In your office, the complaints you have made concern mainly the sexual appetites of men and the feeling of misunderstanding of women. Can you specify?

Gender-aequo? Yes ... but identical? No, even though claiming the difference between the sexes at a time when the unisex mind dominates is very badly seen. Yet the psychiatrist Jean-Paul Mialet is formal: the differences between men and women are not mere cultural artefacts. Both mind and body are sexed. Admitting it could solve many misunderstandings.

You write that "living in a sexed body shapes a style of attentions different according to sex". What are these different styles, in the outline of course?

Jean-Paul Mialet: Men complain that women do not have the same sexual appetites. They are gladly "lacking" and have the feeling of begging. Women, on the other hand, complain of the excess of their demand. They seem to need the desire of man rather than enjoyment. And they have the impression that man ignores them. Orgasm, in the end, is not their major concern!

Are the desires of man and woman really so different?

Jean-Paul Mialet: Man has a body with a beautiful apparent organ, with which he very early enjoys playing. Eroticism is for him a game in which he introduces his sex and his partner, a woman. For the woman, it is not only her sex that is concerned but the whole of her body. She does not have fun with sex, she offers herself entirely. The triggers of desire testify to this profound difference in the erotic universe according to sex: for it, they are visual, whereas for it, they meet only in intimacy: they are odors, contact, caresses ....

According to you, the unisex mind would be an imposture, even from the point of view of love?

Jean-Paul Mialet: Yes, because eroticism with a visual base favors a distanced sexuality in man. It lends itself to scenarios, to erotic films, in short, to a world of fantasies. The woman can be inflamed by the mere presence of man, on condition that he is ardent and desiring. The eroticism of man is willingly self-erotic, while that of the woman is hetero erotic, it needs the context of the other. "It" is visual and distant, it is sensual and in relation. The misunderstanding comes from the fact that she feels more "objected" than desired in the context of a relationship.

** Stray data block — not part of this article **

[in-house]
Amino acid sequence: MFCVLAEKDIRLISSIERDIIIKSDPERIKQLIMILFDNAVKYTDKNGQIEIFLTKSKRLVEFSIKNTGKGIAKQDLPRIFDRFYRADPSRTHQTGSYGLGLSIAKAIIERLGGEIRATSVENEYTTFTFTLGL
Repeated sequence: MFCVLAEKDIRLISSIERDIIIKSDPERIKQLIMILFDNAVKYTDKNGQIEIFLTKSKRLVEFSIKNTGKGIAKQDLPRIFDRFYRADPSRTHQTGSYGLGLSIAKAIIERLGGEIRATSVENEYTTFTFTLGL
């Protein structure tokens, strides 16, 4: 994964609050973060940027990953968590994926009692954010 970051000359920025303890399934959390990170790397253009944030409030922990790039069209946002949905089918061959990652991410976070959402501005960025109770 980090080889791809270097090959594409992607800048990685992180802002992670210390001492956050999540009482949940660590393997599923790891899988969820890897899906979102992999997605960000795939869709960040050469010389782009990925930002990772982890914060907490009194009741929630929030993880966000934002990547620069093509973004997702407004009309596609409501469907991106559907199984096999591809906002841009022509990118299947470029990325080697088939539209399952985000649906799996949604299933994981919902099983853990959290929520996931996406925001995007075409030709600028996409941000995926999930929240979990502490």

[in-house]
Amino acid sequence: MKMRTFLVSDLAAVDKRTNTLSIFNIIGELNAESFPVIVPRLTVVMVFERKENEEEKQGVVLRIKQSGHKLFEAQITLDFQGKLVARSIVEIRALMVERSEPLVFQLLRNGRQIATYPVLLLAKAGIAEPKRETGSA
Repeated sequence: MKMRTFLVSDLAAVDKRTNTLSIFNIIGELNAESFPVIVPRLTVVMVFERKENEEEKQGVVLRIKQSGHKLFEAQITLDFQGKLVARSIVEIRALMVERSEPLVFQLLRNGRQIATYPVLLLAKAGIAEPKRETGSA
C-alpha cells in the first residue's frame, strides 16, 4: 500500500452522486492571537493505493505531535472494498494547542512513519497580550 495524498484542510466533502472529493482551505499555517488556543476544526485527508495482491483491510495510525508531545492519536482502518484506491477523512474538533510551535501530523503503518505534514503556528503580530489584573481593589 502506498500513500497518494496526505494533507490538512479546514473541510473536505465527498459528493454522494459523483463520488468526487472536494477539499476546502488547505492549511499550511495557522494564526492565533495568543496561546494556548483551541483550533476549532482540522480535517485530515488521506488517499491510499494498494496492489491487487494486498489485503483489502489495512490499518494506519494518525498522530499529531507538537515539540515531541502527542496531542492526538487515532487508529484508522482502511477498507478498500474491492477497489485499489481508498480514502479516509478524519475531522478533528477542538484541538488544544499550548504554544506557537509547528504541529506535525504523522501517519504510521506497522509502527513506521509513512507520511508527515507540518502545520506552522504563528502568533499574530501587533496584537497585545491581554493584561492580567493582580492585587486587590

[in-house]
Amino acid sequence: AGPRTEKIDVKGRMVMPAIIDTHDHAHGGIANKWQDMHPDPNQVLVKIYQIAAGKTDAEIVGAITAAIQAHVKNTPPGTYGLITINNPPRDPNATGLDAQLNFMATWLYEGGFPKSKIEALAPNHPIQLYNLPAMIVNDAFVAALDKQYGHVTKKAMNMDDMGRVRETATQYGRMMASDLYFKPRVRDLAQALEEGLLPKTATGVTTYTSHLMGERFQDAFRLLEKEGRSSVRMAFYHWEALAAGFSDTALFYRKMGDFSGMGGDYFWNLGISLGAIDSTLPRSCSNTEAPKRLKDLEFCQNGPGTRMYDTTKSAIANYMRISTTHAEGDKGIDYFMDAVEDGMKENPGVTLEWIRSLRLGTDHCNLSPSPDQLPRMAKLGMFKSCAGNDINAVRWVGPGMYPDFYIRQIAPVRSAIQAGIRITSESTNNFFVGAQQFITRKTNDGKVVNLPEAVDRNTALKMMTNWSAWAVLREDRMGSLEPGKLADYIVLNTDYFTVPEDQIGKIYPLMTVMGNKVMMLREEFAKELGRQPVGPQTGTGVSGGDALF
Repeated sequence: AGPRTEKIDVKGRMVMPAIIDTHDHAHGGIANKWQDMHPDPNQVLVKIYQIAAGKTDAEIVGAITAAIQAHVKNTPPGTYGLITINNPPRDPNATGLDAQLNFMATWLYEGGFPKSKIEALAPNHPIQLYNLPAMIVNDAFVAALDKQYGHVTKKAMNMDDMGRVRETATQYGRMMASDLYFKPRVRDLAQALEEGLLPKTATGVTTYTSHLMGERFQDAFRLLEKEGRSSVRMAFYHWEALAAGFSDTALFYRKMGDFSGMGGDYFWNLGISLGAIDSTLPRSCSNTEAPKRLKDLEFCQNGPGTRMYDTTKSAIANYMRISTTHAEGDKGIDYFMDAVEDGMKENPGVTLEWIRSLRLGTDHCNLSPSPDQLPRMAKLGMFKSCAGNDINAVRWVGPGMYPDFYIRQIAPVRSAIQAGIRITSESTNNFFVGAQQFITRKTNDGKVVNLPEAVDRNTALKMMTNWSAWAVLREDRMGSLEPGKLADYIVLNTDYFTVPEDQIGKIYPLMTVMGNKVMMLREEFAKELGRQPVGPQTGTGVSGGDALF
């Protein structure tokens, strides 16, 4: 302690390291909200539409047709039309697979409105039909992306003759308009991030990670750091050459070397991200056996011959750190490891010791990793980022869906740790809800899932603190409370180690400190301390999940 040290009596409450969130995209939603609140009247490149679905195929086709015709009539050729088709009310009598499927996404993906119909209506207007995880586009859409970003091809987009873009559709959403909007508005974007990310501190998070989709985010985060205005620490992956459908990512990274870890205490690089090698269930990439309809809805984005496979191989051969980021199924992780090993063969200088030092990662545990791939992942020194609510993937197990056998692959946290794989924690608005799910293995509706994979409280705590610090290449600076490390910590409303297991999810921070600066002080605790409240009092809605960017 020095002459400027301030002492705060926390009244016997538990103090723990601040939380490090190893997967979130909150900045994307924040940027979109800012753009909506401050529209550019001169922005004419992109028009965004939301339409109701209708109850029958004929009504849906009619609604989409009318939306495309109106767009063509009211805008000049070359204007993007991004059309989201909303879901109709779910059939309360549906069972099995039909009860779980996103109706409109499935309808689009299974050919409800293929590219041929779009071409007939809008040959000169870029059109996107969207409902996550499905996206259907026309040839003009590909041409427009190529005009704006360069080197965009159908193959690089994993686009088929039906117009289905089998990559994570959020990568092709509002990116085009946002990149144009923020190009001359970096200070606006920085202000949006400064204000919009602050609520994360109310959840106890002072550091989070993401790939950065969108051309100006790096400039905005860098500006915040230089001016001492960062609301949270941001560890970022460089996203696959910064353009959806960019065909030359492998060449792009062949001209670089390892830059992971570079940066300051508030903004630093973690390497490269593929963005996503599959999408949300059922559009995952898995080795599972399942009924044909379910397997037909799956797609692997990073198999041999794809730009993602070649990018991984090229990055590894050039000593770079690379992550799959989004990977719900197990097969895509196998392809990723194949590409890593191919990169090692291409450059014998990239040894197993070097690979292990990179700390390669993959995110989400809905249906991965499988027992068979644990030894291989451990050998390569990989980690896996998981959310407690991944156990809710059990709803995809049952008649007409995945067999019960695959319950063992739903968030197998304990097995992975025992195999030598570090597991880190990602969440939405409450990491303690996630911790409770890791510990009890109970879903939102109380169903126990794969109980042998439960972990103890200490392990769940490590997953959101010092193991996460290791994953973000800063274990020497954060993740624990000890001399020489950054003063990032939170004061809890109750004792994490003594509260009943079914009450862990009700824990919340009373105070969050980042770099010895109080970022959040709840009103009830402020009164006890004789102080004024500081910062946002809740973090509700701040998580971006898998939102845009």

Could the current crisis between the two sexes come from this lure around our equality?

Is it possible nevertheless to agree?

Jean-Paul Mialet: Recall that there are two very distinct components that constitute us and which are inscribed in us from birth. One is erotic, the other affective. The erotic need is a sexual need that responds to reproductive needs. The emotional need is what grips the infant to his mother: it manifests itself in a need for contact and tenderness. Love is the feeling we feel when we think we have found the partner who fills these two distinct components of the quest for others. However, the mixing of erotic desire and emotional needs is tricky. And men find it harder to achieve this mixture, while women hardly conceive of eroticism without the affective. In love, men feel willingly prisoners of women, and women threatened by the desires of men. This comes from the fact that women have remained in eroticism mixed with tender affection for the first months of life in Maman's arms, while men have learned to take charge of their pleasure and cling to Their "instrument" by dissociating voluptuousness from maternal solicitude.

Jean-Paul Mialet: In the name of equality we would like to erase differences, as if we were identical ... This only creates confusion. We believe that sexual behavior results from social determinants that arbitrarily divide the two sexes. It is a very abstract vision that does not take into account the different dispositions of men and women that I have just outlined. Denying our specificities makes the situation critical. Especially since our times exacerbate the sexuality of men by flattering their tastes for visual fantasies, in the pub, magazines cinema or on the Internet. This sexuality is presented as the norm, when in reality it is established according to essentially masculine norms to which women pretend to bend themselves.

Jean-Paul Mialet: Recognizing our differences, more than denying them, to begin with! Then man should realize that these desires are directed at lures if they are not supported by an affective partnership. He is not always aware of the importance of being satisfied in this field and must respond more to the woman's desire to be, more than an object of desire, a subject of attention. As for the woman, often lost in romantic fictions, she must recognize the importance of erotic connivance in order to feel united. The couple is a story that is created together, and proposes to produce to two, something that is above each partner, something that one would not have been able to do alone. "We" then takes precedence over "Me", without erasing it but enriching it. In the name of "We", men and women pay attention to one another and seek to understand one another.

Sex aequo. The misunderstanding of the sexes. Jean-Paul Mialet. Editions Albin Michel.